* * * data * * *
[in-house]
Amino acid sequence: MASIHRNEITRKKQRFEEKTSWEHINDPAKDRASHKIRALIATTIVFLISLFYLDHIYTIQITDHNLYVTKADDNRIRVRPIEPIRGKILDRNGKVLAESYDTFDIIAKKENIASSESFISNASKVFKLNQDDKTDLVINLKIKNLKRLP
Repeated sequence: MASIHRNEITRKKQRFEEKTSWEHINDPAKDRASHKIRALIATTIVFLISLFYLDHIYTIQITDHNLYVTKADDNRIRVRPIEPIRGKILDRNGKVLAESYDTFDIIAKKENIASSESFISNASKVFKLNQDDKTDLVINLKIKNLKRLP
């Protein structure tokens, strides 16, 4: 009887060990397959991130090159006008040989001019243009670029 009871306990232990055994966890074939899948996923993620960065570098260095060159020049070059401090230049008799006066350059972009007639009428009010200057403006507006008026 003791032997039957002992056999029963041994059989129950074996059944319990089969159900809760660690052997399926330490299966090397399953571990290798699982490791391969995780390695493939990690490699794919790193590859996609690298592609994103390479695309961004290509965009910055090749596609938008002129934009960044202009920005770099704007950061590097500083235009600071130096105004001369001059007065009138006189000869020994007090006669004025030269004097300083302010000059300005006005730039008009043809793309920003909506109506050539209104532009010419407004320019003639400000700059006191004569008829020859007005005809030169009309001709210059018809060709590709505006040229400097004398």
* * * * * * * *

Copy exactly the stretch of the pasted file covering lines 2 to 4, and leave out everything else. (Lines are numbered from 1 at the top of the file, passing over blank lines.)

Amino acid sequence: MASIHRNEITRKKQRFEEKTSWEHINDPAKDRASHKIRALIATTIVFLISLFYLDHIYTIQITDHNLYVTKADDNRIRVRPIEPIRGKILDRNGKVLAESYDTFDIIAKKENIASSESFISNASKVFKLNQDDKTDLVINLKIKNLKRLP
Repeated sequence: MASIHRNEITRKKQRFEEKTSWEHINDPAKDRASHKIRALIATTIVFLISLFYLDHIYTIQITDHNLYVTKADDNRIRVRPIEPIRGKILDRNGKVLAESYDTFDIIAKKENIASSESFISNASKVFKLNQDDKTDLVINLKIKNLKRLP
């Protein structure tokens, strides 16, 4: 009887060990397959991130090159006008040989001019243009670029 009871306990232990055994966890074939899948996923993620960065570098260095060159020049070059401090230049008799006066350059972009007639009428009010200057403006507006008026 003791032997039957002992056999029963041994059989129950074996059944319990089969159900809760660690052997399926330490299966090397399953571990290798699982490791391969995780390695493939990690490699794919790193590859996609690298592609994103390479695309961004290509965009910055090749596609938008002129934009960044202009920005770099704007950061590097500083235009600071130096105004001369001059007065009138006189000869020994007090006669004025030269004097300083302010000059300005006005730039008009043809793309920003909506109506050539209104532009010419407004320019003639400000700059006191004569008829020859007005005809030169009309001709210059018809060709590709505006040229400097004398």